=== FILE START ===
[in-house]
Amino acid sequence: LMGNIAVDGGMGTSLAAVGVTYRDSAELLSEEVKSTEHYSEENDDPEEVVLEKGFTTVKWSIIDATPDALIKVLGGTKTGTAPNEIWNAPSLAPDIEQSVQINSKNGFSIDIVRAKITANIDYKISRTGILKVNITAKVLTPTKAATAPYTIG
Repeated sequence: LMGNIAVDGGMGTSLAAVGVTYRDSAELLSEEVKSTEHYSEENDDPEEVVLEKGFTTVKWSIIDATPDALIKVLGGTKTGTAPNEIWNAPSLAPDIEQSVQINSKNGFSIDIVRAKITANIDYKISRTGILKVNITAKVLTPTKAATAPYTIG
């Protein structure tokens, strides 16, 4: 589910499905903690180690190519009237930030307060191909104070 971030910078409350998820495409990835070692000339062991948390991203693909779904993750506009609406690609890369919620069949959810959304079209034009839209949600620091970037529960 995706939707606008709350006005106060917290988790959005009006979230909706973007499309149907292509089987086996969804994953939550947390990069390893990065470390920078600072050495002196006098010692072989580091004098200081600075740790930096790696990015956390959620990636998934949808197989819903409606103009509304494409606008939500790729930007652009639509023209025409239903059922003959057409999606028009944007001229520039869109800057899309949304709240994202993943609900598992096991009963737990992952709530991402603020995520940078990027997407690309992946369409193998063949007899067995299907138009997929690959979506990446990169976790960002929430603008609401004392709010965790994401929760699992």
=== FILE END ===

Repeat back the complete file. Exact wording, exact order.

[in-house]
Amino acid sequence: LMGNIAVDGGMGTSLAAVGVTYRDSAELLSEEVKSTEHYSEENDDPEEVVLEKGFTTVKWSIIDATPDALIKVLGGTKTGTAPNEIWNAPSLAPDIEQSVQINSKNGFSIDIVRAKITANIDYKISRTGILKVNITAKVLTPTKAATAPYTIG
Repeated sequence: LMGNIAVDGGMGTSLAAVGVTYRDSAELLSEEVKSTEHYSEENDDPEEVVLEKGFTTVKWSIIDATPDALIKVLGGTKTGTAPNEIWNAPSLAPDIEQSVQINSKNGFSIDIVRAKITANIDYKISRTGILKVNITAKVLTPTKAATAPYTIG
């Protein structure tokens, strides 16, 4: 589910499905903690180690190519009237930030307060191909104070 971030910078409350998820495409990835070692000339062991948390991203693909779904993750506009609406690609890369919620069949959810959304079209034009839209949600620091970037529960 995706939707606008709350006005106060917290988790959005009006979230909706973007499309149907292509089987086996969804994953939550947390990069390893990065470390920078600072050495002196006098010692072989580091004098200081600075740790930096790696990015956390959620990636998934949808197989819903409606103009509304494409606008939500790729930007652009639509023209025409239903059922003959057409999606028009944007001229520039869109800057899309949304709240994202993943609900598992096991009963737990992952709530991402603020995520940078990027997407690309992946369409193998063949007899067995299907138009997929690959979506990446990169976790960002929430603008609401004392709010965790994401929760699992």